This season reaches its conclusion not with a handshake and a peace treaty, but with grief, regret and a high mortality rate.
As one of the series’ most controversial characters, Merle was initially introduced as a trademark villain so lacking in redeeming features he made the zombies look somewhat charming. Having returned for the series’ third season and once again played by the excellent Michael Rooker, he has recently undergone a compelling metamorphosis. His morality or the seeming lack of it, is the puzzle to be solved by the end of the episode.
With an impressive degree of character development, numerous unexpected plot twists and a truly compelling central villain, the third season of AMC’s ambitious zombie saga could be its most gratifying to date.
This week’s instalment could easily be subtitled the ‘Cold War’ episode, so much of it is preoccupied with the revelations, dilemmas and politics that emerge in the build-up to an inevitable battle.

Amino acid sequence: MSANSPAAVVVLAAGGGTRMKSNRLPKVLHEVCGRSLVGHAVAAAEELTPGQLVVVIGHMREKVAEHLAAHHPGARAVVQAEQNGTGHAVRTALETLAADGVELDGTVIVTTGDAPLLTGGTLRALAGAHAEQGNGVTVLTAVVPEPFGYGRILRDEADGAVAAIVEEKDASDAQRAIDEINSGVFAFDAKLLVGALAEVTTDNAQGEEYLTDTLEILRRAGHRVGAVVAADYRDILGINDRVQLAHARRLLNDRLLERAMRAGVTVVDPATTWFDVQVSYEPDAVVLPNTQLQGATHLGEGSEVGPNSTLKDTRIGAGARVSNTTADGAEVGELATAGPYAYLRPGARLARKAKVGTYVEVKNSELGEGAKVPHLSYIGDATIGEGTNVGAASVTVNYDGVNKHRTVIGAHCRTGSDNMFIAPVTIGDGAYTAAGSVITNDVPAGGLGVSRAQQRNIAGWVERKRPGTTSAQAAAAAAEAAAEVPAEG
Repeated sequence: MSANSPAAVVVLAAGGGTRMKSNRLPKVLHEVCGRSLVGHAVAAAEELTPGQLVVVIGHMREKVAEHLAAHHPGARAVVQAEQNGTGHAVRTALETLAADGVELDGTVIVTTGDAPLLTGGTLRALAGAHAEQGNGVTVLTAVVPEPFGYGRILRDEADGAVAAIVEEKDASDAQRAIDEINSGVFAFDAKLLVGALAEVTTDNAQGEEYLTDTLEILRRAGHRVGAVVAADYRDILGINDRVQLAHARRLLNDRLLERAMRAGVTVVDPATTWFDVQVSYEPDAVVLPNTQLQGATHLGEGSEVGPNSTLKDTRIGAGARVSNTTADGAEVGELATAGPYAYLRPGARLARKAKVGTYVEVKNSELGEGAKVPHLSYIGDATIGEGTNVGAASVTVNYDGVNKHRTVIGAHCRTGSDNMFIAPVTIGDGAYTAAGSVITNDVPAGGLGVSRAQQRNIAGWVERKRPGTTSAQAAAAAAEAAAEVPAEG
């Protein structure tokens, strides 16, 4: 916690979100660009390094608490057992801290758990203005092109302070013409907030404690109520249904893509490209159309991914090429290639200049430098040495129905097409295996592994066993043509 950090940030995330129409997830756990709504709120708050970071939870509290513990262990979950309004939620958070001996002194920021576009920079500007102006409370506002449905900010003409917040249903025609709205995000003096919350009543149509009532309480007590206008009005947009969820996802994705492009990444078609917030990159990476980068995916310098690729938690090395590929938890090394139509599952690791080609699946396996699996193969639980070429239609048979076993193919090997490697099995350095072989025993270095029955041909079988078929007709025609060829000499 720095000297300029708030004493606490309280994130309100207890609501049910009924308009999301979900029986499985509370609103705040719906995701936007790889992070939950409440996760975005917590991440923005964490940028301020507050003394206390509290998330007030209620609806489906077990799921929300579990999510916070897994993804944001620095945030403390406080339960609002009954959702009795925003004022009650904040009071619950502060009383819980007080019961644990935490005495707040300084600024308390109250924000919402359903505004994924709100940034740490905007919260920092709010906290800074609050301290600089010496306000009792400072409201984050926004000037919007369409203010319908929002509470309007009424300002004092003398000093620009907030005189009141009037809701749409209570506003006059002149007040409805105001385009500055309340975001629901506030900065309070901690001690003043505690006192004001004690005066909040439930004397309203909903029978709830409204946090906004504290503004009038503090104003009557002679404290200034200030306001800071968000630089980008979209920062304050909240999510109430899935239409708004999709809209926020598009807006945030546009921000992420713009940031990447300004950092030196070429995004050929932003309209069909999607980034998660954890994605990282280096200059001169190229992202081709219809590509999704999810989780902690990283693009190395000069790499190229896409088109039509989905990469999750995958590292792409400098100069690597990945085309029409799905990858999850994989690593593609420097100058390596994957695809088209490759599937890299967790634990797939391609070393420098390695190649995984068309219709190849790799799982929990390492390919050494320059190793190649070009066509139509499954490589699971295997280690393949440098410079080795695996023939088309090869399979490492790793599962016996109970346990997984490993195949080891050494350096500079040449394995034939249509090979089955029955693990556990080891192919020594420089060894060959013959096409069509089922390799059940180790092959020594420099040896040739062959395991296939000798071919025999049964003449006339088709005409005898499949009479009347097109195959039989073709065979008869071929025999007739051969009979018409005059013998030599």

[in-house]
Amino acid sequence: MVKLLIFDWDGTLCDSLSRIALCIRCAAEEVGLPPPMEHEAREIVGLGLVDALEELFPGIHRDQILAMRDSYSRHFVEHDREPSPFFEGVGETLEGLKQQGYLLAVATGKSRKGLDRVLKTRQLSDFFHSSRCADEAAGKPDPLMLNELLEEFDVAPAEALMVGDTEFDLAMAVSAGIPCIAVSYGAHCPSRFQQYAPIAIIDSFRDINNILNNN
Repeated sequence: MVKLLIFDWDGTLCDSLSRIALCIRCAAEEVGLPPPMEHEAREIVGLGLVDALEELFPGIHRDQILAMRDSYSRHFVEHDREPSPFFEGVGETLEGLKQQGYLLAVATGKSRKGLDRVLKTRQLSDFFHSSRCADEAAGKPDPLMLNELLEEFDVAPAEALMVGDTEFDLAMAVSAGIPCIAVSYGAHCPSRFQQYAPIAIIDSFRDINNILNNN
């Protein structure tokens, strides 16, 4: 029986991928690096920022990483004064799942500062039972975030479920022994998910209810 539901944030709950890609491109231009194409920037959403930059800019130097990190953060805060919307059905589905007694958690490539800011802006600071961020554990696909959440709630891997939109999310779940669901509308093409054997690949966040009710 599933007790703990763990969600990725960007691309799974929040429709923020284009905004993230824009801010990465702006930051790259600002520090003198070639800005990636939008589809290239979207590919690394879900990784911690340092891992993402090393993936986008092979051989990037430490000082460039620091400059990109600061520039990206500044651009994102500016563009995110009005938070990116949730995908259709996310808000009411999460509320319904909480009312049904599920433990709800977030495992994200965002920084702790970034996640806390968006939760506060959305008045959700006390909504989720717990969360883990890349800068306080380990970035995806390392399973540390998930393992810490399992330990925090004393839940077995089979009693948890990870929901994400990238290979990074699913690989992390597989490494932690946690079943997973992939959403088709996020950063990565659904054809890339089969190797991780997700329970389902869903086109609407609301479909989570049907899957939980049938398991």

This week’s standalone instalment of The Walking Dead comes as a welcome relief from the intensity of season three’s central arc, an opportunity to tell a self-contained story that reflects the wider themes of the show.
Thank goodness for this week’s instalment of The Walking Dead. Following last week’s somewhat drowsy series return, this episode teeters on the brink of following in its tracks, before it delivers the second half that you would expect from AMC’s primetime ratings juggernaut.
Following a lengthy festive hiatus (after all, even zombies need time to celebrate Christmas and recharge their batteries), AMC’s The Walking Dead finally returns after the jaw-dropping mid-season finale that reunited two of its most iconic, estranged characters in a rather unexpected turn of events.
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